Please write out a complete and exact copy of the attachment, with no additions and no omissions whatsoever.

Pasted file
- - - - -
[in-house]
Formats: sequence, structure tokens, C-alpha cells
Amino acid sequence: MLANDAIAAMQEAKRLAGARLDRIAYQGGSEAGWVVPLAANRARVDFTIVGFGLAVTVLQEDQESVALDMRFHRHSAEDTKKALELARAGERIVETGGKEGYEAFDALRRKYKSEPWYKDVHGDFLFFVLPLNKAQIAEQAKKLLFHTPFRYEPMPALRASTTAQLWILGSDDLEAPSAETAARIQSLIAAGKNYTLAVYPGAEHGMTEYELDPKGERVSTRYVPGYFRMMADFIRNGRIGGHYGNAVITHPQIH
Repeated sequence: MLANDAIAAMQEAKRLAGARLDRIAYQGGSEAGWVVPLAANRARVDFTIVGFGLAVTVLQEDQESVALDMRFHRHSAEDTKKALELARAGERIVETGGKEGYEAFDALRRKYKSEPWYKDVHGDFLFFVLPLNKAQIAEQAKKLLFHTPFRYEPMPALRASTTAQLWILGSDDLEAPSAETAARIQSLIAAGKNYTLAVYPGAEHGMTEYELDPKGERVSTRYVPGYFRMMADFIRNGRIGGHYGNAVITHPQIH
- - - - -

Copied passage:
[in-house]
Formats: sequence, structure tokens, C-alpha cells
Amino acid sequence: MLANDAIAAMQEAKRLAGARLDRIAYQGGSEAGWVVPLAANRARVDFTIVGFGLAVTVLQEDQESVALDMRFHRHSAEDTKKALELARAGERIVETGGKEGYEAFDALRRKYKSEPWYKDVHGDFLFFVLPLNKAQIAEQAKKLLFHTPFRYEPMPALRASTTAQLWILGSDDLEAPSAETAARIQSLIAAGKNYTLAVYPGAEHGMTEYELDPKGERVSTRYVPGYFRMMADFIRNGRIGGHYGNAVITHPQIH
Repeated sequence: MLANDAIAAMQEAKRLAGARLDRIAYQGGSEAGWVVPLAANRARVDFTIVGFGLAVTVLQEDQESVALDMRFHRHSAEDTKKALELARAGERIVETGGKEGYEAFDALRRKYKSEPWYKDVHGDFLFFVLPLNKAQIAEQAKKLLFHTPFRYEPMPALRASTTAQLWILGSDDLEAPSAETAARIQSLIAAGKNYTLAVYPGAEHGMTEYELDPKGERVSTRYVPGYFRMMADFIRNGRIGGHYGNAVITHPQIH